These prison inmates are saving the Earth as they serve their time.

It's a big day for these turtles. After rehabilitation, they're healthy, happy, and getting released back into the wild.

The 23 endangered western pond turtles swam away with much fanfare after successfully receiving treatment for a disease that caused their shells to deteriorate.


GIFs via Oregon Zoo/YouTube.

These vulnerable animals were able to make a triumphant return to the water thanks in large part to a unique conservation effort at Larch Corrections Center.

That's right — residents of the Vancouver, Washington, minimum security facility essentially ran a small hospital for the turtles as they recovered.

They delivered basic care and provided minor treatments. And after all their hard work, the men were able to attend the release, and witness their patients' return to the river.

Efforts like this are possible through Washington's Sustainability in Prisons Program.

It began in 2003 as a pilot project between Cedar Creek Corrections Center and Evergreen State College. Cedar Creek was looking to go green, and had already launched gardening, compost, and recycling projects. Around the same time, a professor at Evergreen, Dr. Nalini Nadkarni, was looking to work with inmates to study forest mosses, which desperately needed to be replenished.

The two projects crossed paths and within five years, the partnership grew and expanded to become the Sustainability in Prisons Program (SPP).

The program has now expanded to every corrections facility in Washington, with most boasting anywhere from eight to 12 projects on site, including gardening classes, dog training programs, composting and recycling initiatives, even environmental literacy courses and lectures.

SPP guest lecturer Rus Higley of the Marine Science and Technology Center at Highline College observes a red octopus with a student. Photo by Liliana Caughman, used with permission from the Sustainability in Prisons Project.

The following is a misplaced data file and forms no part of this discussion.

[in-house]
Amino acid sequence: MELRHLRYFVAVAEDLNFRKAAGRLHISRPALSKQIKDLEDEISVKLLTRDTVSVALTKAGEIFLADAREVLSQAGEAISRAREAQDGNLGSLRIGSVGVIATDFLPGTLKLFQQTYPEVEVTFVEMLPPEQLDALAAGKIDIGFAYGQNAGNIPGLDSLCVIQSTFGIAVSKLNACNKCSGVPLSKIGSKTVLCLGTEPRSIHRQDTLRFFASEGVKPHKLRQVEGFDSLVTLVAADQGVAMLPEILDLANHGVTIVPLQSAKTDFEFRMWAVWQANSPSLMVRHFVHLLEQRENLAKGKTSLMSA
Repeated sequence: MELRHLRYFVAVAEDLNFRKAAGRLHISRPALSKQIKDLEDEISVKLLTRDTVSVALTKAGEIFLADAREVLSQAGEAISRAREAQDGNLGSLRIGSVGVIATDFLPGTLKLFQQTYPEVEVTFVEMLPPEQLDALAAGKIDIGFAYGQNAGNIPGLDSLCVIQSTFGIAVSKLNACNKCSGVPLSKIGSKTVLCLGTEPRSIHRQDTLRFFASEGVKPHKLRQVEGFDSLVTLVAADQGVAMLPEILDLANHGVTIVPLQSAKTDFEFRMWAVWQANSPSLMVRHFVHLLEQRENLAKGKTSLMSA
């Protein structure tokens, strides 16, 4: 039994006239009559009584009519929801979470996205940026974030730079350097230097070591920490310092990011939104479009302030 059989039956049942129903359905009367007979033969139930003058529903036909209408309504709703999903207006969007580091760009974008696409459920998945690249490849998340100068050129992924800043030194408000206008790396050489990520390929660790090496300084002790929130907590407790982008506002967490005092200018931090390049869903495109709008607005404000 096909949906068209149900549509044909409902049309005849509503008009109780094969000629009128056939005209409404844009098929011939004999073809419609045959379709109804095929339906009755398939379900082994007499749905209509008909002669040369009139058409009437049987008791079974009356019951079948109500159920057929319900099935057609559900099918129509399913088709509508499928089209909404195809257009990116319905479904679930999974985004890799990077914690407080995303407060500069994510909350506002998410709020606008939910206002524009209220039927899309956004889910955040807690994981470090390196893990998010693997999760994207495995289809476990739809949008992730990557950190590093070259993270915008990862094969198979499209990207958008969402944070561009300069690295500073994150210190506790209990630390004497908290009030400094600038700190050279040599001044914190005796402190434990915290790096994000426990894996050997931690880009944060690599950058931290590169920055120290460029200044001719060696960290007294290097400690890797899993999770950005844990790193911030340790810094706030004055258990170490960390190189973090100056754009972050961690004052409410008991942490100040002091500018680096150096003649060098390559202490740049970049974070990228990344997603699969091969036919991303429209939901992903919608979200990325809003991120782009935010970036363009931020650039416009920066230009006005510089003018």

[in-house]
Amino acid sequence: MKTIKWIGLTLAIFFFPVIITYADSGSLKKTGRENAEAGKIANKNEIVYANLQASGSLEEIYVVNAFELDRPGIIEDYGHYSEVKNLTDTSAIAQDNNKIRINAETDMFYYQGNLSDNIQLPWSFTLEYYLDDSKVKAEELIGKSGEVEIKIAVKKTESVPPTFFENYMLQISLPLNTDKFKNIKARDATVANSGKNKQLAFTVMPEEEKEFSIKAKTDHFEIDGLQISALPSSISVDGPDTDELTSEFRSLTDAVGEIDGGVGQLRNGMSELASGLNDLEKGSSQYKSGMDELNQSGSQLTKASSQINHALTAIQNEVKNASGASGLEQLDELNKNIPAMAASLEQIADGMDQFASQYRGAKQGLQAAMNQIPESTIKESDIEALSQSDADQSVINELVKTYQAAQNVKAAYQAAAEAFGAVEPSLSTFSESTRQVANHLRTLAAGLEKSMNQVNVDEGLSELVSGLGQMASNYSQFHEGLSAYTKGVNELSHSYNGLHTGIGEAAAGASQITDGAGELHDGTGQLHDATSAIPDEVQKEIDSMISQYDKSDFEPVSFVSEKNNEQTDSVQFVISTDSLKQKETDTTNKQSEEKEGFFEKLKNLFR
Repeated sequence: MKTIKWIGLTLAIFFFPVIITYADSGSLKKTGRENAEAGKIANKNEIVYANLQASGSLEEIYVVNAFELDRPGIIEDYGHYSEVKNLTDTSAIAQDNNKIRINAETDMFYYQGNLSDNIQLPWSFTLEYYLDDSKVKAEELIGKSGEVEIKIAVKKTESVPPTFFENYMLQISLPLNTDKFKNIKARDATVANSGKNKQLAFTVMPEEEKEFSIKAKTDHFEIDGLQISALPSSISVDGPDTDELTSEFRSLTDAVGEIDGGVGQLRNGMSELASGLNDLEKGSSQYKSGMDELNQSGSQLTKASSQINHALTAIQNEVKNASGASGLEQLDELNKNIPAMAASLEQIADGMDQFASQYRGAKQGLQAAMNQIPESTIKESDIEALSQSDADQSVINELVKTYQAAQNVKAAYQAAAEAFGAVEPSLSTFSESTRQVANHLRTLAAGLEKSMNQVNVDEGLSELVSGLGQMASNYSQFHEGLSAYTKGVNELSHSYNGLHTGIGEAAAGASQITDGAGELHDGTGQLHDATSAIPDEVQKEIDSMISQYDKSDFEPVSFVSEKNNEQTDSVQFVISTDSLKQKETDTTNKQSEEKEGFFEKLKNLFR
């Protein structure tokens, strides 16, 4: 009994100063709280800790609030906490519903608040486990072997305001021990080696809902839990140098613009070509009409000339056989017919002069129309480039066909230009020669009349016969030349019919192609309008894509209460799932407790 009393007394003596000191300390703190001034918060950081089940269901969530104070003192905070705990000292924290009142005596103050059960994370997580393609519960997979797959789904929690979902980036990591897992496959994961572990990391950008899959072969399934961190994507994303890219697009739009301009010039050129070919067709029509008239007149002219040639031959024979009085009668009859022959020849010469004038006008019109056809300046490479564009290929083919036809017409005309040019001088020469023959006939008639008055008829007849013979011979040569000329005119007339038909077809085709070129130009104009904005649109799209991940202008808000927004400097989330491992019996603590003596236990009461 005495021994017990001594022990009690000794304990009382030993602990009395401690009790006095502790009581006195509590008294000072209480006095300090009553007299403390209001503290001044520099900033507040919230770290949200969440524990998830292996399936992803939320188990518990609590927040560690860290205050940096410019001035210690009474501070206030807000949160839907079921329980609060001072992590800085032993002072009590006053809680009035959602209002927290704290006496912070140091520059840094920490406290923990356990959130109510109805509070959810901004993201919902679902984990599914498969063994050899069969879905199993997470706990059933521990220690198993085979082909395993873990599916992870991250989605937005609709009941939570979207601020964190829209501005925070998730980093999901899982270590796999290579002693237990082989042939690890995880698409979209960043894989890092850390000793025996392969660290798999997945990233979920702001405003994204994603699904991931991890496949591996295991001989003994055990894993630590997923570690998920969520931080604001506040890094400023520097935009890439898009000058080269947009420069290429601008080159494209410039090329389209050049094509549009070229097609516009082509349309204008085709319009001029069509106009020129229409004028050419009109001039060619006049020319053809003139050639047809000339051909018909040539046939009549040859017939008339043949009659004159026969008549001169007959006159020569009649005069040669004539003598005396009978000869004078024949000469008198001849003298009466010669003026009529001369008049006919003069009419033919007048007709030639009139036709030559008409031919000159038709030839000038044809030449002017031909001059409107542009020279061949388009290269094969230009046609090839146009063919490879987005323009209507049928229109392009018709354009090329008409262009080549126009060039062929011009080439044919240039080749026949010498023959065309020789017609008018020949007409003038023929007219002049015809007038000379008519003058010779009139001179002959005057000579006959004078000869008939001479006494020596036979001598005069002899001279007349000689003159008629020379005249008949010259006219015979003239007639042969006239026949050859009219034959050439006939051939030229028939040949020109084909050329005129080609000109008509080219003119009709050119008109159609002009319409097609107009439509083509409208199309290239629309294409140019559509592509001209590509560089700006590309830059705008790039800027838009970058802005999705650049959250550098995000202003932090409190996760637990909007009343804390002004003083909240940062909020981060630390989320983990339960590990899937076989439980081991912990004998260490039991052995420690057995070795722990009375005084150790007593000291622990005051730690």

The program's partnerships with zoos along with local and national fish and wildlife departments have led to many successful conservation efforts.

Incarcerated individuals at Cedar Creek Corrections Center learned about beekeeping and even became certified as apprentice beekeepers. The men in the program learned fundamentals and how to build and maintain colonies and even how to manufacture lotions and lip balms from beeswax.

Entomologist Sam Hapke (center) trains inmates to become beekeepers. Photo via Sustainability in Prisons Project, used with permission.

In a partnership with the Bureau of Land Management, inmates at Coyote Ridge Corrections Center are growing sagebrush, a woody shrub, to restore habitats for the sage-grouse, a local bird that relies on the plant for survival. The plants the inmates raise in the facility's nursery will be planted in central Washington.

A conservation technician tends to the sagebrush nursery. Photo by Jeff Clark, BLM, used with permission from Sustainability in Prisons Project.

The women at the Mission Creek Corrections Center built a facility to breed and raise Taylor's checkerspot butterflies. The creatures were once fairly common in the Pacific Northwest, but have experienced rapid decline since 2001.

Photo by USFWS Endangered Species/Flickr.